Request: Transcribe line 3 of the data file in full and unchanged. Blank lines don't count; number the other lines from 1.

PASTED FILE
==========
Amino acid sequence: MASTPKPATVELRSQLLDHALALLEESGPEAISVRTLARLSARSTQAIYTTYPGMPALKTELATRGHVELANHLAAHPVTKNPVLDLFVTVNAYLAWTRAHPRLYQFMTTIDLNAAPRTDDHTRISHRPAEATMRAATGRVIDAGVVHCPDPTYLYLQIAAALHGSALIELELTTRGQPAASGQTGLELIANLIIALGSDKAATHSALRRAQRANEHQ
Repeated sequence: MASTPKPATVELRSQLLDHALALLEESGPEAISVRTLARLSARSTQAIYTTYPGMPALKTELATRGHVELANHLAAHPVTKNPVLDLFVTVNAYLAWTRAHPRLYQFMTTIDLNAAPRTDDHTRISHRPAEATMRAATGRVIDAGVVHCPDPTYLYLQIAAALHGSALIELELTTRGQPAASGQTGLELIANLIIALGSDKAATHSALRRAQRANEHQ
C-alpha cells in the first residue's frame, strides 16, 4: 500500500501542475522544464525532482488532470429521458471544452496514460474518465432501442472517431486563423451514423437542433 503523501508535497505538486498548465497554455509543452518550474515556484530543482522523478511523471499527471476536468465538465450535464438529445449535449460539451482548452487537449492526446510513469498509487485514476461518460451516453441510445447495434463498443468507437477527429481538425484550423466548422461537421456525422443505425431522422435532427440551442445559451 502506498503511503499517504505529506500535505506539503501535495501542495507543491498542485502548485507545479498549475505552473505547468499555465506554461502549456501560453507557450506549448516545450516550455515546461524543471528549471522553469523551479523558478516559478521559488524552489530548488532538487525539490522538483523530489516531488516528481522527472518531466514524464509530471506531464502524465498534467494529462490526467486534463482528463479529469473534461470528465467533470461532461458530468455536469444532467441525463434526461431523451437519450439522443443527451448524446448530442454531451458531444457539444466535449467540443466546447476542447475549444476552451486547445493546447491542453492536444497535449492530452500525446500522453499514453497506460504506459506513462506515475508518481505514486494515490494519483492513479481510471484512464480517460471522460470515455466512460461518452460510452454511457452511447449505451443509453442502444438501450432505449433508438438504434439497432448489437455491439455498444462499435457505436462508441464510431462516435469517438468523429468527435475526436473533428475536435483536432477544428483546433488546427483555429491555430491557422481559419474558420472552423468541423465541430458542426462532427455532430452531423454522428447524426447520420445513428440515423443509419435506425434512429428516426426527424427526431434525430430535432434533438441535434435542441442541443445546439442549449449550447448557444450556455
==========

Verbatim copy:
C-alpha cells in the first residue's frame, strides 16, 4: 500500500501542475522544464525532482488532470429521458471544452496514460474518465432501442472517431486563423451514423437542433 503523501508535497505538486498548465497554455509543452518550474515556484530543482522523478511523471499527471476536468465538465450535464438529445449535449460539451482548452487537449492526446510513469498509487485514476461518460451516453441510445447495434463498443468507437477527429481538425484550423466548422461537421456525422443505425431522422435532427440551442445559451 502506498503511503499517504505529506500535505506539503501535495501542495507543491498542485502548485507545479498549475505552473505547468499555465506554461502549456501560453507557450506549448516545450516550455515546461524543471528549471522553469523551479523558478516559478521559488524552489530548488532538487525539490522538483523530489516531488516528481522527472518531466514524464509530471506531464502524465498534467494529462490526467486534463482528463479529469473534461470528465467533470461532461458530468455536469444532467441525463434526461431523451437519450439522443443527451448524446448530442454531451458531444457539444466535449467540443466546447476542447475549444476552451486547445493546447491542453492536444497535449492530452500525446500522453499514453497506460504506459506513462506515475508518481505514486494515490494519483492513479481510471484512464480517460471522460470515455466512460461518452460510452454511457452511447449505451443509453442502444438501450432505449433508438438504434439497432448489437455491439455498444462499435457505436462508441464510431462516435469517438468523429468527435475526436473533428475536435483536432477544428483546433488546427483555429491555430491557422481559419474558420472552423468541423465541430458542426462532427455532430452531423454522428447524426447520420445513428440515423443509419435506425434512429428516426426527424427526431434525430430535432434533438441535434435542441442541443445546439442549449449550447448557444450556455